Members of what is now Red Fox had been working in neighboring Southern Peru region Cusco since 2006, but were pushed out in 2007 by a large, corrupt cooperative union that ruled the Cusco region and all the groups within with an iron fist, preventing us from buying coffee at higher prices and maintaining traceability. When we were pushed out of Cusco, we connected with trade partners in Puno and started working there in 2008, meeting producers and tasting their coffees, which were (and are) truly exceptional.

After tasting the incredibly floral offerings that come from Putina Punco at the 2008 National Cafe Y Cacao board competition, which governs coffee trade in Peru and held an annual COE-style competition and auction 10 years before the inaugural COE Peru, we met with Tibed Yujra, who was at the time the head of quality control for a large cooperative union based in Puno. During that visit, we cupped through a veritable ton of coffee with the cooperative: the ten best, they sent back to auction, and the rest, we bought. We’ve been buying Puno coffees since then.

Over time, we struggled with the cooperative union in that area, and they dealt with high turnover. Tibed left and did consulting and QC work elsewhere, and we met back up with him in Cusco after that region reopened to us, coming to work for us shortly thereafter. We discovered that the cooperative union we worked with in Puno wasn’t paying the full prices back to producers that we had promised and paid to the organization. After a few years navigating the situation in Puno as best we could and trying to get money back to the producers, Tibed left Red Fox and started his own company in Puno, helping us connect with producers and make sure they get paid the prices we promise them as well as helping them maximize the coffee’s potential. This year, we’re more excited than ever about Puno.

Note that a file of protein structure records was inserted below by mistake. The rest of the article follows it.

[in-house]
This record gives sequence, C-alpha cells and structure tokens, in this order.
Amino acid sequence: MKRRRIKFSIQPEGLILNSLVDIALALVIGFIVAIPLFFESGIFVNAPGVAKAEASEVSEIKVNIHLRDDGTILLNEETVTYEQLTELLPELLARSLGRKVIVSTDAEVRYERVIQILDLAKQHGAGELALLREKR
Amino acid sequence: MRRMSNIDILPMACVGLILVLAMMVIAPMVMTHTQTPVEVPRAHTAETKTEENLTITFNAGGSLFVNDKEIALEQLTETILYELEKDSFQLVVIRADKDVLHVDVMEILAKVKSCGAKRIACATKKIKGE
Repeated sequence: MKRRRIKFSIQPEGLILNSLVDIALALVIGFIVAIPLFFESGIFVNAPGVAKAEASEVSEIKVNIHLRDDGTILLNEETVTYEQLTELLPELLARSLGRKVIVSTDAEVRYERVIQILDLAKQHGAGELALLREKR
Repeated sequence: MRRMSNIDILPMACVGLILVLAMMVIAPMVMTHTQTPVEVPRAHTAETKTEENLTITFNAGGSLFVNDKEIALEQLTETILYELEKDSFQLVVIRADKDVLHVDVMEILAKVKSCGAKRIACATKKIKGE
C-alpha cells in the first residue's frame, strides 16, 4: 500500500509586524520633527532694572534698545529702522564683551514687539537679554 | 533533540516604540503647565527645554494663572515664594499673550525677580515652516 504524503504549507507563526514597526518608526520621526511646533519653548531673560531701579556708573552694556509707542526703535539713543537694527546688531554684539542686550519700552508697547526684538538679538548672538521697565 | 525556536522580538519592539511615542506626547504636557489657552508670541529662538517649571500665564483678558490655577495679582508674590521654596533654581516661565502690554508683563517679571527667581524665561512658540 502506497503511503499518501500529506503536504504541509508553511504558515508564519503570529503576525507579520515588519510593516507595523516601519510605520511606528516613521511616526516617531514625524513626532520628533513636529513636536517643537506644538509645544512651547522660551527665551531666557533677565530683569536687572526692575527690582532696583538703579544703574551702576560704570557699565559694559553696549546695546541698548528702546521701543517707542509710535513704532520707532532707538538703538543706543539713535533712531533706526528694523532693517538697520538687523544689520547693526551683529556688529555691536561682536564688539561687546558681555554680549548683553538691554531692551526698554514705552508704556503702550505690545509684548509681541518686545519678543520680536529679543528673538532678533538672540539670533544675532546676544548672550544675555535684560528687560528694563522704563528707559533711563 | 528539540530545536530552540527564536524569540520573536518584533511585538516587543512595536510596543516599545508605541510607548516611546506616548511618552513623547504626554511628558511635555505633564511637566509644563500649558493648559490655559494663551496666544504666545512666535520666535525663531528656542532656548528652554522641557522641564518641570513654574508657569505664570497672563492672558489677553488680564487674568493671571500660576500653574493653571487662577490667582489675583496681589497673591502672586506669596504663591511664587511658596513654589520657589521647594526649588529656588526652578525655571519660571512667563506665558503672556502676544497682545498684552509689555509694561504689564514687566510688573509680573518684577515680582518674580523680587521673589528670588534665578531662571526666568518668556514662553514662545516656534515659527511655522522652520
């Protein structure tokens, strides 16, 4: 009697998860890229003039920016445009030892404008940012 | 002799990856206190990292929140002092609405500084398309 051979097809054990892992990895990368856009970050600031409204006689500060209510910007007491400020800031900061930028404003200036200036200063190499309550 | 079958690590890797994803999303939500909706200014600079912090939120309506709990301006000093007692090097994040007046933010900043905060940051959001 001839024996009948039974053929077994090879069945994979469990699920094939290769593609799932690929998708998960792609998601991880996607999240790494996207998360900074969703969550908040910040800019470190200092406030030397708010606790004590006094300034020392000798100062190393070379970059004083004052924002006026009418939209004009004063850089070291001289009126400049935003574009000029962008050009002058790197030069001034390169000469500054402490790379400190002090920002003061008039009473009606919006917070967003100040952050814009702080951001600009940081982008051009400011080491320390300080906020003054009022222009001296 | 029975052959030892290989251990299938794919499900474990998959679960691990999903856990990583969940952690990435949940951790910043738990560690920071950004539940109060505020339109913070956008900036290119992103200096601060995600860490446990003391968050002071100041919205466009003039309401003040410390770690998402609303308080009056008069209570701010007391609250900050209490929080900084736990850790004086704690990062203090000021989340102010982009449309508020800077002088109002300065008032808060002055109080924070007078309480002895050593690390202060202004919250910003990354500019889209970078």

Puno, and specifically the subregion of the Sandia Valley where the producers we work with live, is home to some of the original Bourbon the UN brought there in the 80s in order to combat the growing coca trade. Because the UN isn’t a coffee organization, they brought Bourbon instead of the hybrids that became so ubiquitous throughout Latin America, a decision that was key to the coffee landscape as it currently exists. Most of the farmers there are smallholders, growing on an average 2.5 hectares of land.